We'll Always Have Paris
By Tom Sietsema
Sunday, January 15, 2006
I've always enjoyed sitting in Fahrenheit. With its never-ending brick walls and epic windows framed by sheer, champagne-colored curtains, this airy and modern restaurant in the Ritz-Carlton in Georgetown nods to the future as it pays respect to the past: Some tables take in a view of a slender chimney outside, a reminder that the setting was carved from a former municipal incinerator (hence the name Fahrenheit). The chairs are comfortable, the music is jazzy and the gratis nosh from the chef -- creamy butternut squash one night, a refreshing bite of spring roll another time -- leads you to believe great things are in store.
Sometimes they are. Chef Terence Feury, hired from the Ritz-Carlton in Philadelphia to take over the kitchen last fall, has some great ideas on his menu: His creamy peanut soup, garnished with tiny chicken croquettes and jalapeno slivers, is an elegant twist on tradition, and bites of tuna banded in seaweed and served as tempura with a salad of pickled ginger are light and luscious. Short ribs are charmingly staged in a little black casserole, with a rainbow of vegetables and a drizzle of horseradish cream. And I applaud a kitchen that (food fashion alert!) serves its savory dishes in two sizes: appetizers are available "small" or "medium," and entrees can be ordered "medium" or "large."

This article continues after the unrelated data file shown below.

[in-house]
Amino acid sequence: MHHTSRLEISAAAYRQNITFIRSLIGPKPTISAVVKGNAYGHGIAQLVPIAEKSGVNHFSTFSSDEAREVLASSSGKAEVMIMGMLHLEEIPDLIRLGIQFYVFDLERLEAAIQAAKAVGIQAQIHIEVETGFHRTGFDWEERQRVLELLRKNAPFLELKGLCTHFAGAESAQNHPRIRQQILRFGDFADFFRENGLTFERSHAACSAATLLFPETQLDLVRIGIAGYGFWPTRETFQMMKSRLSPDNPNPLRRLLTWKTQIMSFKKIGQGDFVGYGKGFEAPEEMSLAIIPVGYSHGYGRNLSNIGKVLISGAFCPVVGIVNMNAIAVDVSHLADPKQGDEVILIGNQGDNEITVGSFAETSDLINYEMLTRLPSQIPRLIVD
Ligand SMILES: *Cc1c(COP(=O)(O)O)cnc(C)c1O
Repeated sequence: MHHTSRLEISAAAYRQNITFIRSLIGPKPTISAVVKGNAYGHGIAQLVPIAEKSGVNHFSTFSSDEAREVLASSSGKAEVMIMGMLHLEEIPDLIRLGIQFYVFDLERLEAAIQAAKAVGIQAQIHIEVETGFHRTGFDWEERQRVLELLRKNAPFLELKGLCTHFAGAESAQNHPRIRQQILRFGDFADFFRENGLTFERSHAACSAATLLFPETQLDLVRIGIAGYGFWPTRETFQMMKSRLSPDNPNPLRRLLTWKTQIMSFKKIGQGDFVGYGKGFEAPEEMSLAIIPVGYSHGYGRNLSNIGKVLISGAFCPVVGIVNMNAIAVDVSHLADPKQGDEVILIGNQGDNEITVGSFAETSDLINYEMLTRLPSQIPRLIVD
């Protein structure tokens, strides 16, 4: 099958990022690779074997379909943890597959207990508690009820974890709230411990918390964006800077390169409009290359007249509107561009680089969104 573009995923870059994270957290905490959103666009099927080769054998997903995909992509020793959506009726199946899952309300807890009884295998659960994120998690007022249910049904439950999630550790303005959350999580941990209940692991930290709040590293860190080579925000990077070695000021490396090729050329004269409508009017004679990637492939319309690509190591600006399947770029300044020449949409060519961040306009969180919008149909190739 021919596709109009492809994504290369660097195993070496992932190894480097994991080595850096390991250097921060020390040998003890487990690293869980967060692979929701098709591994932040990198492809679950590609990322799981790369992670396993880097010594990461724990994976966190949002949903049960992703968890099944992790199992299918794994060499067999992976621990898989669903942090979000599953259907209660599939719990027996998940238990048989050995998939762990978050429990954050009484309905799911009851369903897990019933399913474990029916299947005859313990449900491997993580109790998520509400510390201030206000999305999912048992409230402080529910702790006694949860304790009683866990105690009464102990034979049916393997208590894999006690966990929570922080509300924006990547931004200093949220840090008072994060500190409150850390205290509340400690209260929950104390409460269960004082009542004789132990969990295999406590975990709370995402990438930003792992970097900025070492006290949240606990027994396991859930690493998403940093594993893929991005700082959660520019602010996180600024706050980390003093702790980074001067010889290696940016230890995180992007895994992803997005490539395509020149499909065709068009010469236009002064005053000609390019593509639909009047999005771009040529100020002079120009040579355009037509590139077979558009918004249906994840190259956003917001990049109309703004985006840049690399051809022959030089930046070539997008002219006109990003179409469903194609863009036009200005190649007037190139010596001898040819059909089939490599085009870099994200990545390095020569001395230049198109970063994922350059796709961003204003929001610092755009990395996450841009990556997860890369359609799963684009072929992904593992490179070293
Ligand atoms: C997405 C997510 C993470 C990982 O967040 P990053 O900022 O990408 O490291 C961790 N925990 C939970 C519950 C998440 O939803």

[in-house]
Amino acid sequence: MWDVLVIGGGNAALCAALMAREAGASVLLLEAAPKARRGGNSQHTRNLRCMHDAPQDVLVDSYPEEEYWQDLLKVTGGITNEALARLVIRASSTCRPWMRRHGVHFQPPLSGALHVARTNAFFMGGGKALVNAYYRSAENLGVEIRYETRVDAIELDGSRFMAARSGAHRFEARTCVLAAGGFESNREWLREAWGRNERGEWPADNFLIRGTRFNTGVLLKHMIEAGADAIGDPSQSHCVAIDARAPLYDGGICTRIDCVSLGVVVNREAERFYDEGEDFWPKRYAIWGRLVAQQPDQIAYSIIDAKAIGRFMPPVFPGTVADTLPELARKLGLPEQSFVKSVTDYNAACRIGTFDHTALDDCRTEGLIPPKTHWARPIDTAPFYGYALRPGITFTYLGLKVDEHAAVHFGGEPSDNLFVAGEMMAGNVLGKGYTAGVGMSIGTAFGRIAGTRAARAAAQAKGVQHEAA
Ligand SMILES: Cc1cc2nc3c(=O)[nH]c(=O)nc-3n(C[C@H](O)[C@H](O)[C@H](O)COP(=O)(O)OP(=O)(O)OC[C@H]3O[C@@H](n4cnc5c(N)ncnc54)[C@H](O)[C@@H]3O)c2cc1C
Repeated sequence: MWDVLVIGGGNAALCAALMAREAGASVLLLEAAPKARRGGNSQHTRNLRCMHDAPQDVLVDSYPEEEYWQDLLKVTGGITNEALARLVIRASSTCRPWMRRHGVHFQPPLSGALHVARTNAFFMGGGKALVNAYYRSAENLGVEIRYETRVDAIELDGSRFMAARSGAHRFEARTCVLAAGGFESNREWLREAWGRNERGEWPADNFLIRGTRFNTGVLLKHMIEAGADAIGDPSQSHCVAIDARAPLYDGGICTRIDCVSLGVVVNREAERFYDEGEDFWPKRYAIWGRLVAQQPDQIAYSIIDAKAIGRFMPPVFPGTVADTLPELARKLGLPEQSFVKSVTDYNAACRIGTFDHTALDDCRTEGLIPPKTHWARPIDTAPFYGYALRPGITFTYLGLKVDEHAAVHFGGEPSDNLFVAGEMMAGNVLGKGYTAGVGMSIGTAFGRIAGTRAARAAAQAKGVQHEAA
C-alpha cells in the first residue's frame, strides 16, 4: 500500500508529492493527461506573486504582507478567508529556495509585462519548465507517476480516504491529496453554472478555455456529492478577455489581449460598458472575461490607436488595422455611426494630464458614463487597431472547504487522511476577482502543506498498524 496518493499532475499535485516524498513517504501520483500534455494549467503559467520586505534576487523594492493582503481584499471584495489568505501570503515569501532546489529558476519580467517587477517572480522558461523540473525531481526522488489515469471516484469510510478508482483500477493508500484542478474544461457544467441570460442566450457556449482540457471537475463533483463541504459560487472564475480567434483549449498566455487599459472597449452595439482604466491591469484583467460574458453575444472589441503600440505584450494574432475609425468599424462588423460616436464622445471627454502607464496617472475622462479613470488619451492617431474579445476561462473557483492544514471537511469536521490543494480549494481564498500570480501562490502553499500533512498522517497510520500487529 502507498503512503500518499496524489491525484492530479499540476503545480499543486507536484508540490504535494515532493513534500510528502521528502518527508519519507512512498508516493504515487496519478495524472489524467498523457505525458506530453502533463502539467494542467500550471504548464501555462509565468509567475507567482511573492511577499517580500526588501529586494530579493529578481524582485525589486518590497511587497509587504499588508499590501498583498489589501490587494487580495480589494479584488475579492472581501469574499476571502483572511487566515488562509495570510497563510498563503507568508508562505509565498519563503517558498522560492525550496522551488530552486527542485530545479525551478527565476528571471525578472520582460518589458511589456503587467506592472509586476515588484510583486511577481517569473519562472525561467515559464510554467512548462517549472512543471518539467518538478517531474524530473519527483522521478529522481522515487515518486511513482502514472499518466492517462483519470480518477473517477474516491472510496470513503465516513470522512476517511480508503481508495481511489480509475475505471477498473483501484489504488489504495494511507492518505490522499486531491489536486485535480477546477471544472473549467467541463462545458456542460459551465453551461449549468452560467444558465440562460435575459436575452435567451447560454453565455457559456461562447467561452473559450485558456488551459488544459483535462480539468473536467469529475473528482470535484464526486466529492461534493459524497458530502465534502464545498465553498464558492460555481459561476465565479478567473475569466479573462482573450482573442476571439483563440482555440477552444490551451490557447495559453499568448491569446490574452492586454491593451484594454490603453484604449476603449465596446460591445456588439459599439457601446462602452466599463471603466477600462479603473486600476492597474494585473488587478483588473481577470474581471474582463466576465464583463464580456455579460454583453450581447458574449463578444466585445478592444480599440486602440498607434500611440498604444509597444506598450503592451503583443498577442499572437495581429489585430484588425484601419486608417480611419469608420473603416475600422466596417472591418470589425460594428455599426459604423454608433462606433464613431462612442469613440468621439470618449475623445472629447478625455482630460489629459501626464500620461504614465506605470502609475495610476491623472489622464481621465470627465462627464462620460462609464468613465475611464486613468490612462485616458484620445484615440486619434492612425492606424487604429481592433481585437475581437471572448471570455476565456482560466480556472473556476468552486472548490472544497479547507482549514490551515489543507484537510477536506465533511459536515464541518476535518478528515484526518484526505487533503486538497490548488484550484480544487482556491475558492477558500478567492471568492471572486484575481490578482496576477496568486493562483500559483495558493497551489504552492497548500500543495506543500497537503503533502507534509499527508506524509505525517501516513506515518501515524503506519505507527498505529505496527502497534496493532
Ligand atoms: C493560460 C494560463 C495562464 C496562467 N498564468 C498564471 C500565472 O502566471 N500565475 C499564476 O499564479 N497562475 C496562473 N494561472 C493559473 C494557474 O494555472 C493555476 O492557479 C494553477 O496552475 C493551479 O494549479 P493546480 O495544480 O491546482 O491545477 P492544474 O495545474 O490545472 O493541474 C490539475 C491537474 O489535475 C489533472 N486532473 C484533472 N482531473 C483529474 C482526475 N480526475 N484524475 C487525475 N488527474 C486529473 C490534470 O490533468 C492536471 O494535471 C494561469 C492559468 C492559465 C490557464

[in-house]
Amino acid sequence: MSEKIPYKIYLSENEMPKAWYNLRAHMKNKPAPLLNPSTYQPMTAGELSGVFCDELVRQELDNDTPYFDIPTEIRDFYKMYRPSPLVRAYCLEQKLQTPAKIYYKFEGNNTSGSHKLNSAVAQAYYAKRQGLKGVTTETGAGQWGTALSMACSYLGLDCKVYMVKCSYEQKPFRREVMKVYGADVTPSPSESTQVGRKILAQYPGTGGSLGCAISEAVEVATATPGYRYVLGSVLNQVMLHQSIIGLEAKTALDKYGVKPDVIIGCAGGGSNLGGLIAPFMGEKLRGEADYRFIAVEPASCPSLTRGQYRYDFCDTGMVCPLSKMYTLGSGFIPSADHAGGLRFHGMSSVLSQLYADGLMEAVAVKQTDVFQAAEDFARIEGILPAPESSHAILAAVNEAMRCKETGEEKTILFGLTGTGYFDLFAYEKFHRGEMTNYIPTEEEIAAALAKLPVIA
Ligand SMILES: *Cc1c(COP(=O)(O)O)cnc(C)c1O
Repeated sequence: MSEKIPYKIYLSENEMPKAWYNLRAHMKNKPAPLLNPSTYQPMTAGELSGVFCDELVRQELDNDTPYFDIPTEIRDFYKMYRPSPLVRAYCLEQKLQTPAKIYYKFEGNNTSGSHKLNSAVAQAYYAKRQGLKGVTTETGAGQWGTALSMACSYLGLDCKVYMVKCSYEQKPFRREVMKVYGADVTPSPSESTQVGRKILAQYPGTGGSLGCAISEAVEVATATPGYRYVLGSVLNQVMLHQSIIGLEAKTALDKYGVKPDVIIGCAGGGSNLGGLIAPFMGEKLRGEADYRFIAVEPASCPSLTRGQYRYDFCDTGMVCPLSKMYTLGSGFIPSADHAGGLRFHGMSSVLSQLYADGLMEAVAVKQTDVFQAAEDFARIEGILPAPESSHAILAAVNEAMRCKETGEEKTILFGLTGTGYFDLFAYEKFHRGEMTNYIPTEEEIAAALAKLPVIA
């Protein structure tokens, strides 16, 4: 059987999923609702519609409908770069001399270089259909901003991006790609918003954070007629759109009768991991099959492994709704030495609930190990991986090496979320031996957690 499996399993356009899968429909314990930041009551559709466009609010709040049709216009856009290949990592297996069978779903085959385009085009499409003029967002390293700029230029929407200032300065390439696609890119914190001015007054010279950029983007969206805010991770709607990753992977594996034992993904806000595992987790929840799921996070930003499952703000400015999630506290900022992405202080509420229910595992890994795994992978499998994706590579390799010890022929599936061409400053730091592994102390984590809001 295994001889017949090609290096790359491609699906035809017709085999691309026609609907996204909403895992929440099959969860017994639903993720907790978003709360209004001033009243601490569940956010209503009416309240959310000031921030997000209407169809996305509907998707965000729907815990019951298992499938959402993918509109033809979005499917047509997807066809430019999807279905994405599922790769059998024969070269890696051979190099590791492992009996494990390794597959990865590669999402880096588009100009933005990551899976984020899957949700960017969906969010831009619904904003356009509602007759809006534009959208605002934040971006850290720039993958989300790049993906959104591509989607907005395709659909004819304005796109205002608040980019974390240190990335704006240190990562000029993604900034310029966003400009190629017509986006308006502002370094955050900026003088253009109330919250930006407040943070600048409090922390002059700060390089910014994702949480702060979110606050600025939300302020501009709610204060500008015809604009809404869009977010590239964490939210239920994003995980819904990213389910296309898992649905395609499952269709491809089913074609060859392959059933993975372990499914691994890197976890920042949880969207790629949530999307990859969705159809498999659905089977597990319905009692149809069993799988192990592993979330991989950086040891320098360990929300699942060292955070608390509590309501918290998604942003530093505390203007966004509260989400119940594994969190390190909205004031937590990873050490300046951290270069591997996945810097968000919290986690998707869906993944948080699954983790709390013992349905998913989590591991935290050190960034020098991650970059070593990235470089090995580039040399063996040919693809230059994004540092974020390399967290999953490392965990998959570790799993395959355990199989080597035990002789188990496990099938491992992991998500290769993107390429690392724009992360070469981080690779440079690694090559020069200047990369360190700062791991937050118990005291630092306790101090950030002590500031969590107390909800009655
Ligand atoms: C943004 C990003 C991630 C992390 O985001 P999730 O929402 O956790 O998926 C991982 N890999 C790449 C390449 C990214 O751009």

The problem is, you might not want some items in any amount. Roasted prawns, for instance, are chokingly salty, rest on a bed of oddly crunchy red lentils and show no signs of the chili vinaigrette promised in the menu. Pumpkin risotto lacks any evidence of the vegetable. A side dish of black-eyed peas is so sweet it could pass for the third course. Some of the desserts make me wonder when they were made. Peanut butter cheesecake does a great imitation of a stale Reese's Peanut Butter Cup. And a lemon tart is defeated by its bland and rubbery crust. The lunch menu reads like a hotel room service document -- really safe and truly unimaginative.
It doesn't help that the service is inconsistent. One visit, no one bothers to take our coats, which we end up bunching on our chairs. On another visit, a managerial type shows up with our appetizers and informs us, "You'll be seeing a lot of me tonight. An SA decided not to show up." Huh? "Service assistant," he explains. That's TMI -- too much information -- when I'm shelling out $150 for dinner for two. Yet other days, diners dressed in dark clothes are thoughtfully handed black linen napkins, and my coat is ready and waiting as I bid adieu.
Fahrenheit is a Ritz-Carlton property that looks as if W Hotel designed it, and sometimes acts as if the Super 8 were running it.